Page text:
BC Ferries able to restrict travel for sick passengers

Ferries working on schedule shifts to keep workers safe

BC Ferries’ current ability to restrict and prohibit people from travelling has the same effect as a federal prohibition on sick travellers on ferries, but smaller operators may not have the same power.

Prime Minister Justin Trudeau announced on March 28 that people who are sick or who are symptomatic would not be allowed to travel via planes or trains within the country. Ferries were not included in the announcement, which prompted a call from the Canadian Ferry Association to be included. The association represents all ferry operators across Canada, including everything from small river ferries to large ocean-going vessels. Their call was to have ferries included in the restrictions because of that diversity, saying that national rules were required to ensure they fit all operational sizes.

“Like planes, there are small ferries and big ferries. There are significant differences between ferries. But rules addressing bans for people with COVID-19 symptoms to board ferries can be implemented throughout the sector,” said a release from CFA. “Ferries operate throughout the country. Some cross rivers and cover short distances while other can represent voyages of ten hours or more. There are municipal ferries and interprovincial ferries. The sector is varied and national leadership is required.”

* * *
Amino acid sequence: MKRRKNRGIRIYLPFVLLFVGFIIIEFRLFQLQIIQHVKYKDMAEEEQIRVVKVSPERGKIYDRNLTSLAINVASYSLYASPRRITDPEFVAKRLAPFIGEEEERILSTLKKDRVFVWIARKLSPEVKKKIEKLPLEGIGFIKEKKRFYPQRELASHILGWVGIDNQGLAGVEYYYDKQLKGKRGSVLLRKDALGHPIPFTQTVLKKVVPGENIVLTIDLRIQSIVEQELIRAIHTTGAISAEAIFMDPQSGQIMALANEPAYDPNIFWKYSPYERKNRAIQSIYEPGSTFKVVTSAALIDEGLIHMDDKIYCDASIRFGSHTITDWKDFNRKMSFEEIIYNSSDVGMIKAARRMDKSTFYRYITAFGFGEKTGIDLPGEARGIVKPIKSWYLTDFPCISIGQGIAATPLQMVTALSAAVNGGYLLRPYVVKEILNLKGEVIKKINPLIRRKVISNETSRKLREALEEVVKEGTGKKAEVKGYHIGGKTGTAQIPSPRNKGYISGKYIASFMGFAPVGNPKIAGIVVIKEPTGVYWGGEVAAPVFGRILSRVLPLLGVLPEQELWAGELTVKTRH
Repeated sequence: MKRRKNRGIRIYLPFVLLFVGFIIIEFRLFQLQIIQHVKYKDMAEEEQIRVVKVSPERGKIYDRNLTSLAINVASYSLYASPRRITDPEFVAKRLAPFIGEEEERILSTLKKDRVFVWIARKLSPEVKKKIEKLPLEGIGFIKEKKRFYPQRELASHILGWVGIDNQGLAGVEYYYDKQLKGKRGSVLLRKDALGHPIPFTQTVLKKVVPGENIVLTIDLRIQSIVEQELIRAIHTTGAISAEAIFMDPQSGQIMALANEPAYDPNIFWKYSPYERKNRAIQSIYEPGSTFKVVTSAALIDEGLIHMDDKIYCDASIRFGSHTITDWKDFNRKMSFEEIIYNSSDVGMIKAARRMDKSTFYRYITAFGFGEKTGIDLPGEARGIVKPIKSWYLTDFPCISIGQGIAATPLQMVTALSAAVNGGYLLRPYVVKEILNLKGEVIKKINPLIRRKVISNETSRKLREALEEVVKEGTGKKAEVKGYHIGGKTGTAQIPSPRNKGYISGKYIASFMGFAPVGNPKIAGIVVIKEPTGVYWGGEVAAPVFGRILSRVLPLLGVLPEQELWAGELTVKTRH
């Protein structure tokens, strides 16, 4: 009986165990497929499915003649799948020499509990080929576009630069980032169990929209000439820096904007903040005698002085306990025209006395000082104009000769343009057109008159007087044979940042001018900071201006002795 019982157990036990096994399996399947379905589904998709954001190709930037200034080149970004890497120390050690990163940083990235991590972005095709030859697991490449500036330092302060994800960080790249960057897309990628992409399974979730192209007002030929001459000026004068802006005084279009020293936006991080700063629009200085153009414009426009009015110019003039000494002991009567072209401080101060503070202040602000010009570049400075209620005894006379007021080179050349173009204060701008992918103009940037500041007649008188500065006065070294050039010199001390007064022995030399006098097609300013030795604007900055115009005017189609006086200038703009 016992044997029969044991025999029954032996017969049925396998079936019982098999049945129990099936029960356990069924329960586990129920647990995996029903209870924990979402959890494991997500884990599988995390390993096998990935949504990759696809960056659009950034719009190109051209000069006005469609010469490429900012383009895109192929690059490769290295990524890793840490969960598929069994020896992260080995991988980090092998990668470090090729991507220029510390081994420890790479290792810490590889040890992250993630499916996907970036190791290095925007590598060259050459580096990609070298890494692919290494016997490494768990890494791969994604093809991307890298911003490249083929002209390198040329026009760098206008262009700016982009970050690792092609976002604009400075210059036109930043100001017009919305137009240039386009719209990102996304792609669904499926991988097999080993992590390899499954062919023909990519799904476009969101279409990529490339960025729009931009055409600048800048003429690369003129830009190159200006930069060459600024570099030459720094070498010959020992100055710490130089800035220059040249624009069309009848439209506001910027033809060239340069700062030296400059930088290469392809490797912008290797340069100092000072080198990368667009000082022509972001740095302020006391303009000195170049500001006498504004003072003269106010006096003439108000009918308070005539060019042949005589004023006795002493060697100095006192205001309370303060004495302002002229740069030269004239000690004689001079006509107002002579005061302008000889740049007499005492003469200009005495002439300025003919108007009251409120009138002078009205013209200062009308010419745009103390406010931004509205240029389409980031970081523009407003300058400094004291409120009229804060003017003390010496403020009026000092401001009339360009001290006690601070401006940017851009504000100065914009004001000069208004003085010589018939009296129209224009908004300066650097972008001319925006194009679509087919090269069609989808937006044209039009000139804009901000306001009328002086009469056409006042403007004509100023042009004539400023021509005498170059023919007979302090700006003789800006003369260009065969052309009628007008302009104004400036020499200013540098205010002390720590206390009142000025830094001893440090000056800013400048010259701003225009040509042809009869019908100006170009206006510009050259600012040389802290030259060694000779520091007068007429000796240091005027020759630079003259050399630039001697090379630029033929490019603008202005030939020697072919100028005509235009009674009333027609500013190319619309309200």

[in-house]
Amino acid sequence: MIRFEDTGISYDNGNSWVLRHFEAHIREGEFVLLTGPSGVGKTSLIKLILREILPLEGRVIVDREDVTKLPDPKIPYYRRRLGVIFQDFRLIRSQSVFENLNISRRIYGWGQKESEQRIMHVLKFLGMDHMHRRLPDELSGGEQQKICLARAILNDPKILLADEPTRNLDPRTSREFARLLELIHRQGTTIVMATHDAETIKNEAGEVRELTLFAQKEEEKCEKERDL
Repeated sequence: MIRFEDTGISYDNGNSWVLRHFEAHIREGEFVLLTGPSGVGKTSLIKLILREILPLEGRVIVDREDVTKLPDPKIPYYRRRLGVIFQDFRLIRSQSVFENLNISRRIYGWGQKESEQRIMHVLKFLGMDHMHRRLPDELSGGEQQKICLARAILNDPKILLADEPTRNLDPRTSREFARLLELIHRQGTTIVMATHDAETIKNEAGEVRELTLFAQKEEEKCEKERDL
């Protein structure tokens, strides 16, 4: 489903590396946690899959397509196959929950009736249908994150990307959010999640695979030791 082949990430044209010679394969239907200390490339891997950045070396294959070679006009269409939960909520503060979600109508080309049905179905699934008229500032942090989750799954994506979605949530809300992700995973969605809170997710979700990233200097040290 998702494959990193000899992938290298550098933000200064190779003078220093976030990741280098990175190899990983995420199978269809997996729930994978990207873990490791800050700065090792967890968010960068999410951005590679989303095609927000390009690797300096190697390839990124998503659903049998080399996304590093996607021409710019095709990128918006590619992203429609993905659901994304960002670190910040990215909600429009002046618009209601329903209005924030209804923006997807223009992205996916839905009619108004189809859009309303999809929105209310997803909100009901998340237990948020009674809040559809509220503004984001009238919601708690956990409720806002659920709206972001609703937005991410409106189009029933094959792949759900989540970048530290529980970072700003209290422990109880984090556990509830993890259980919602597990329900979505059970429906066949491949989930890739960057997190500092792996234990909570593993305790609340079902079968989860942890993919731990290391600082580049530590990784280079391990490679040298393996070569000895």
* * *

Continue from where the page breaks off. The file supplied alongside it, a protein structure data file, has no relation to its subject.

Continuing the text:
BC Ferries is a member of the Canadian Ferry Association. However, BC Ferries staff have always reserved the right to prohibit people from travelling, though that right is typically used for people who are intoxicated or abusive to staff and other passengers.

“If we felt the need and someone was ill and would be a concern to other passengers, we would deny them travel,” said BC Ferries spokesperson Deborah Marshall.

BC Ferries has asked customers to not travel with them if they are sick, and that passengers only use ferries for essential travel. Since that announcement, BC Ferries has seen travel decrease by around 70 per cent, Marshall said. By asking customers to avoid travel if they are sick, and exercising the right to ban individual passengers, BC ferries is able to approximate the federal regulations without needing the official announcement.

“If customers are ill or are exhibiting any signs of illness, we’re asking them not to travel with us,” said Marshall. “I’m not seeing it being a whole lot different than what the federal announcement was regarding the other types of transportation systems.”

Since their purview is national and they speak for smaller regional operators, the CFA did feel the call was necessary to ensure rules apply to all ferry operators in the country.

A BC Ferries pandemic response plan has been initiated, and is currently at stage 4. That stage includes the reduction to essential traffic only and possible schedule changes. Marshall said other stages are possible and that BC Ferries is currently talking to the provincial government about reducing sailings further, but that they were not ready to release details of that plan.

“Now we are providing a lot of sailings that are going back and forth virtually empty. That puts our crew at risk, and if we can reduce some service then that helps keep our crew safe and resilient. If we’ve got employees who are sick, then they have to stay home and self-isolate,” said Marshall, adding that it would be preferable to have “a better pool of employees to draw on, instead of sending sailings back and forth with nobody travelling. That’s not a good use of our crew.”

Last week, the provincial government announced that ferries are an essential service, and that they would be maintaining the links between communities to ensure nobody is left behind.

“It is very important that we keep our ferry services going so we can keep our smaller communities going,” Marshall said. “People need groceries.”

RELATED: Canadian ferry operators call for inclusion in COVID-19 travel restrictions